These arias are sung a lot because they show a lot. Both can be a minefield of breath control and intonation but can also highlight that you do those things really, really well. That said, because they are done so often, you have to work that much harder to distinguish yourself from other sopranos. Every voice type has its own national anthem, but sing it stunningly and we won't notice. Continue to explore other audition repertoire, though. You may find something that fits equally well that will add more interest to your package and that you can embrace as your own.

The biggest problem with Pamina's aria is not that it's overdone, but that it's far more difficult than most young singers believe it is. We hear it so very often sung under pitch, and without the requisite beautiful legato and sensitive phrasing it demands.

A side note: the arias that actually stand out on this list are Tu che di gel and Sul fil which typically aren't sung by the same voice type. If a person can sing Sul fil well, they probably don't have the heft for Tu che di gel.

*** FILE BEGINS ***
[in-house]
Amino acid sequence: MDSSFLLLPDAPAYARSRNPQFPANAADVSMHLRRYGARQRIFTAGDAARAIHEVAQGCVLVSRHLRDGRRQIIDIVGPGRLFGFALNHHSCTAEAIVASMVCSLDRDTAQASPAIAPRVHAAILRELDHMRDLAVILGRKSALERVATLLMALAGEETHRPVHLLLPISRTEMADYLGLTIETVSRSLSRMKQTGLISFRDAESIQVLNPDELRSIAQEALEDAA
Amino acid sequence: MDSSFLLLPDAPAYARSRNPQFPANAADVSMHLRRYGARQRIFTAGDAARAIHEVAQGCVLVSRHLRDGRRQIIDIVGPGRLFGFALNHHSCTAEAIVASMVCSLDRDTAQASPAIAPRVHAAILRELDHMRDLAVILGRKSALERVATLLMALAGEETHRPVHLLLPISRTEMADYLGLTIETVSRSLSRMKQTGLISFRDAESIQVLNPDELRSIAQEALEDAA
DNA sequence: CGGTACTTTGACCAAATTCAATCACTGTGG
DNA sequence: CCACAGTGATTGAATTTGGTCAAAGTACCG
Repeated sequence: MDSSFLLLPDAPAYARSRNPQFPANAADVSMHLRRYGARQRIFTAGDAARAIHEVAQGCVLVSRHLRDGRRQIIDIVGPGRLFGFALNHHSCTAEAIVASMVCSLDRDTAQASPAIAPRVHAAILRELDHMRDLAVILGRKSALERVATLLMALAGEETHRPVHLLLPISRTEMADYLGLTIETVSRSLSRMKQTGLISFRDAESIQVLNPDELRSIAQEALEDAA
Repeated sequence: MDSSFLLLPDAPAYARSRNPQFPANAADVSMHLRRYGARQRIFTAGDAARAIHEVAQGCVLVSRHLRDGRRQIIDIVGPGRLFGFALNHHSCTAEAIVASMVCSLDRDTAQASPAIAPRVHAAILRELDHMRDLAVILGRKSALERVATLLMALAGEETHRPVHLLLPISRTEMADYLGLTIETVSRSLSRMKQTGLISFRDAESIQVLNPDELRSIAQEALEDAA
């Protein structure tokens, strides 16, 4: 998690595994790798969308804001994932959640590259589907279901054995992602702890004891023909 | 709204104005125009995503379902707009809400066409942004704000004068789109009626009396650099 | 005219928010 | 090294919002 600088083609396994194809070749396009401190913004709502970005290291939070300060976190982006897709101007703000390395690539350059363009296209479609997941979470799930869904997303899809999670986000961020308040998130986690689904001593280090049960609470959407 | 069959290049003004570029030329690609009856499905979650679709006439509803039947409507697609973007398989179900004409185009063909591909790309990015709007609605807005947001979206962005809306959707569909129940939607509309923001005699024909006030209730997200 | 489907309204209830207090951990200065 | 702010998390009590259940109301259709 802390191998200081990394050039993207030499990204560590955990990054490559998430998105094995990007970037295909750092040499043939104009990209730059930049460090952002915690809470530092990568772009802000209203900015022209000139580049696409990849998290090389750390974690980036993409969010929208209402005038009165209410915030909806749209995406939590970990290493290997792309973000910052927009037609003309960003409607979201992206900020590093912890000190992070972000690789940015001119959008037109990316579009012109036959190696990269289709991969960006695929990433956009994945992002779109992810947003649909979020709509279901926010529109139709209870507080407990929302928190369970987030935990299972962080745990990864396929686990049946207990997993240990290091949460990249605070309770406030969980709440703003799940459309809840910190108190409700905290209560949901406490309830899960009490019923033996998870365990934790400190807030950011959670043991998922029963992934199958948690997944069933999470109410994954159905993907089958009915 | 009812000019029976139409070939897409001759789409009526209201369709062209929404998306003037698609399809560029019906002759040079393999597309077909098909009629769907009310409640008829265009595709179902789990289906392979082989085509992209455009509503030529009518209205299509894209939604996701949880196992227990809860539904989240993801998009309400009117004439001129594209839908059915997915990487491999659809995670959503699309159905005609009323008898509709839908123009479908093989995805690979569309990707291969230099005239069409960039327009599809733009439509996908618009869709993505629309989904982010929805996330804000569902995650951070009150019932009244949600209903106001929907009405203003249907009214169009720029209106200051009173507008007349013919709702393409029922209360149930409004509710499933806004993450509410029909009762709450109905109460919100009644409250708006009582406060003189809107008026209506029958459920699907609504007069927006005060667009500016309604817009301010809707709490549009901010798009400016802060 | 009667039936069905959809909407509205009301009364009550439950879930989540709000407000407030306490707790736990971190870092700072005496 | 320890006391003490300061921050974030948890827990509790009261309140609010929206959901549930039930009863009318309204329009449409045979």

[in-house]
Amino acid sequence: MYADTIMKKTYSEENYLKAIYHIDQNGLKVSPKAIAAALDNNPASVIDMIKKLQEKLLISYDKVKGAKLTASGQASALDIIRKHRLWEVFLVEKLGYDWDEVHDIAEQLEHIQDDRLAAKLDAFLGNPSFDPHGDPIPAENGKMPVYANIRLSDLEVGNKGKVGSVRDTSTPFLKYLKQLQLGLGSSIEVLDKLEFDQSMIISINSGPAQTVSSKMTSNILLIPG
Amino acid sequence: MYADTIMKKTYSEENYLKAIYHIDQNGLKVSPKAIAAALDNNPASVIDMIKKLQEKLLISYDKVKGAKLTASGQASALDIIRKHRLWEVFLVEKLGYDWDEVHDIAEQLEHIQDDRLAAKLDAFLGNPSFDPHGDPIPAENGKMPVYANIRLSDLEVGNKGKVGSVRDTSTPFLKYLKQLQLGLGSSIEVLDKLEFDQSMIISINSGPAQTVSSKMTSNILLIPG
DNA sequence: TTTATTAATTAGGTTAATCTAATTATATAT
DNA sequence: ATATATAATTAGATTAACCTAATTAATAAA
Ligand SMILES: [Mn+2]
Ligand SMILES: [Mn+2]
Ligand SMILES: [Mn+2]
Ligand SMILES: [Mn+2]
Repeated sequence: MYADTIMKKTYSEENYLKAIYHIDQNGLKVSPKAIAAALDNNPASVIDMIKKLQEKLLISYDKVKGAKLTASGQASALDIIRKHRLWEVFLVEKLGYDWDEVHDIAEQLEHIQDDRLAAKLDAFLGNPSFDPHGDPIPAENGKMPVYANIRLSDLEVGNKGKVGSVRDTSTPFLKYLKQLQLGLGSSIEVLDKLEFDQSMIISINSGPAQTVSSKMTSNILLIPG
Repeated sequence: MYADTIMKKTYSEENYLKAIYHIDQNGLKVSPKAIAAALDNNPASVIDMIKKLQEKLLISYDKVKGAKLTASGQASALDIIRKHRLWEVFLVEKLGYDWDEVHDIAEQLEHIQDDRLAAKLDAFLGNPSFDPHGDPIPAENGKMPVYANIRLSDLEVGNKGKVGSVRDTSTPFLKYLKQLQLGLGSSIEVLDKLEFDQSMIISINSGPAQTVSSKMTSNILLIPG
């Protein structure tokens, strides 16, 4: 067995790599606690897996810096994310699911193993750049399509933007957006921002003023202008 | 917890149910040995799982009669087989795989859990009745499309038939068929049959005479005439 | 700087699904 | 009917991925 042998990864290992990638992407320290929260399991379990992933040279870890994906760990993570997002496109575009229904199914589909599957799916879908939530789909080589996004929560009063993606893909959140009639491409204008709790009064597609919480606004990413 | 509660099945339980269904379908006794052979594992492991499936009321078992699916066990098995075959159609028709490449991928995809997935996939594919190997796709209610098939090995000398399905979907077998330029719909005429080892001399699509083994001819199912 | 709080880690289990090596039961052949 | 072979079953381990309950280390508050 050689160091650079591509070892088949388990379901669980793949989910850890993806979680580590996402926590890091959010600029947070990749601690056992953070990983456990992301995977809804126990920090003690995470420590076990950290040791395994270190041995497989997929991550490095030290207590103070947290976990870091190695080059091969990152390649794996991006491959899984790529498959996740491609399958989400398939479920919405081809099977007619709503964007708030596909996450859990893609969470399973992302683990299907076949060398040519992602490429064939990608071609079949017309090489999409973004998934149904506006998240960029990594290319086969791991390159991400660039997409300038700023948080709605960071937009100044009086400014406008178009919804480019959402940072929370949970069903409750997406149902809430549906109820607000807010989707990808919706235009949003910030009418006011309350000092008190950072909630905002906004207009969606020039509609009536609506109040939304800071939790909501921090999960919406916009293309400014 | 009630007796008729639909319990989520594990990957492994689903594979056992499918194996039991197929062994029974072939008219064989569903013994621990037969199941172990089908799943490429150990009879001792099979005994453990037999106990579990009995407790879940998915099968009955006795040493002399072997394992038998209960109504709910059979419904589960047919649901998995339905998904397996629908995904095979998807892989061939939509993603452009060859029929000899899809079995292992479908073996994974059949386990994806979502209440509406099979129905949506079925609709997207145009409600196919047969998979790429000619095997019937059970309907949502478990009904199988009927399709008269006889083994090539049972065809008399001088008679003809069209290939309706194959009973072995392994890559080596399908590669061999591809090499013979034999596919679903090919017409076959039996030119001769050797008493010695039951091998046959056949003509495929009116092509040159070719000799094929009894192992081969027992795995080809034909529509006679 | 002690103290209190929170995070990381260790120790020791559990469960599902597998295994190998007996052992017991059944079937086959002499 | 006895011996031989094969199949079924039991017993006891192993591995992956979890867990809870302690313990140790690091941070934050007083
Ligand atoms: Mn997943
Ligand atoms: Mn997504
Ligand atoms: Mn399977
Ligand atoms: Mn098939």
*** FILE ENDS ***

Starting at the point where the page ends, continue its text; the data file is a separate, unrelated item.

As a lyric mezzo, my struggle is in finding an excellent piece in English. When I am Laid in Earth is currently my English selection, but I feel I could benefit from something more modern. I just haven't found an aria that speaks to me.The rest of my audition package looks like this: Una voce poco fa (Il Barbiere di Siviglia) / Fatime's Aria (Oberon) / Ah! mon fils! (Le Prophete) / Ombra mai fu (Serse) OR Ah, se a morir mi chiama (Lucio Silla)

I don't know what kinds of things speak to you, but here's a start. This is a particular soapbox of mine, because having Must the Winter Come So Soon as the hands-down default English aria for mezzos is just overwhelming.

  • Scorned! Abused! Neglected! Baba the Turk's aria from The Rake's Progress - a wonderful character piece, but sung by mezzos with real vocal chops (in Boosey American Arias anthology
  • Things Change, Jo from Little Women - sweet, lyrical (Perfect as We Are is also lovely, but so long for an audition) (in new Schirmer anthology)
  • I Was a Constant Faithful Wife from Walton's The Bear - good comedy
  • Estella's Aria from Argento's Miss Havisham's Fire (in the Boosey American Arias anthology)